An optical device is known, comprising a diffraction grating engraved on a dielectric mirror and deposited on a substrate, as disclosed by U.S. Pat. No. 5,907,436. The dielectric mirror is a multilayer structure corresponding to the stacking of two dielectric materials with low nL and high nH refractive indexes, as shown in FIG. 2. For example, these materials may respectively be SiO2 and HfO2, or further SiO2 and Ta2O5. The optical thicknesses of the different layers should be either equal to a quarter wavelength, or optimized so as to guarantee maximum reflectivity of the mirror at the wavelength of the pulse. In TE polarization, about twenty layers is thus generally required for obtaining a reflection close to 100%. Finally the diffraction grating is engraved in a thin dielectric layer. This optical device has a diffraction efficiency in reflection of the order of 98% in the order −1, as well as a higher damage threshold than that of metals, as shown by the article of Perry et al. mentioned above.

A dielectric mirror is a particular case of a photonic crystal. Photonic crystals are materials having frequency bands for which a beam of the same frequency cannot propagate. Thus, regardless of the angle of the incident beam, the beam is reflected. Maximum reflectivity may be obtained with these photonic forbidden bands.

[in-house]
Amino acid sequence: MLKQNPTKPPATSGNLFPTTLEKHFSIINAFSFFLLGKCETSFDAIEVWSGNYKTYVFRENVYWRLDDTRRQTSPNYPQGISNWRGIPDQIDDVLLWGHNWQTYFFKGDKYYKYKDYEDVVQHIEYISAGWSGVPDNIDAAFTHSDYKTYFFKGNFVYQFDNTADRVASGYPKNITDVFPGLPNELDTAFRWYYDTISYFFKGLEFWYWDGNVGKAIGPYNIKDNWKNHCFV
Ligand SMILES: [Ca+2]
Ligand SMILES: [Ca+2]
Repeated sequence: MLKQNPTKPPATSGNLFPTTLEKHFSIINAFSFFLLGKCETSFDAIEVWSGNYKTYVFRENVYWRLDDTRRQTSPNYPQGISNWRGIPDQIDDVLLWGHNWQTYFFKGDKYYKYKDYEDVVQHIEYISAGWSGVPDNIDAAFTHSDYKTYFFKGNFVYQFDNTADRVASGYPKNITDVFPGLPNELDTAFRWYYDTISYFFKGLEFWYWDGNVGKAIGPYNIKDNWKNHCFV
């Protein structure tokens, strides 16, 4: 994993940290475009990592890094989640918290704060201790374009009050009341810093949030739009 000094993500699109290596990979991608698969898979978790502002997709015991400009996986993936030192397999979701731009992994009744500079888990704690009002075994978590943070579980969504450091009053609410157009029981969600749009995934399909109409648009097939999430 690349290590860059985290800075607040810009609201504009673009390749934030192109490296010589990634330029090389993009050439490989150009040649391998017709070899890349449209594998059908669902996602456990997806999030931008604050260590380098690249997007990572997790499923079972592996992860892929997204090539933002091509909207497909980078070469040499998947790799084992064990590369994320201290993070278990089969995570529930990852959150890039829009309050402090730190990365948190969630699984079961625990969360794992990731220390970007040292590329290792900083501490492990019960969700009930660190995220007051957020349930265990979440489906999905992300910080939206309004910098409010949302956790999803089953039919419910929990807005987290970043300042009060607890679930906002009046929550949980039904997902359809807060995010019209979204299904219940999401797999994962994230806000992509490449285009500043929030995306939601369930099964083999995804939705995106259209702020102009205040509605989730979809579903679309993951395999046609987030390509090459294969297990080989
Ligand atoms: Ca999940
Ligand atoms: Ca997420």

However, a certain number of difficulties appear upon using this type of optical device. On the one hand, a multilayer dielectric requires the use of two materials with different mechanical properties and a large number of layers required for the quality of the reflection. The making of the stack of layers is delicate since any thickness fault of the different layers has to be avoided, a fault which reduces the reflective efficiency of the dielectric mirror. Indeed, the interfaces between both materials undergo mechanical stresses, because of the differences in physical and mechanical properties which make them brittle. These stresses lead to the deformation of the surface of the diffraction grating, which causes a degradation of the space profile of the pulse. The interfaces promote the formation of local faults in which the magnetic field is strongly reinforced, which is potential source of damage.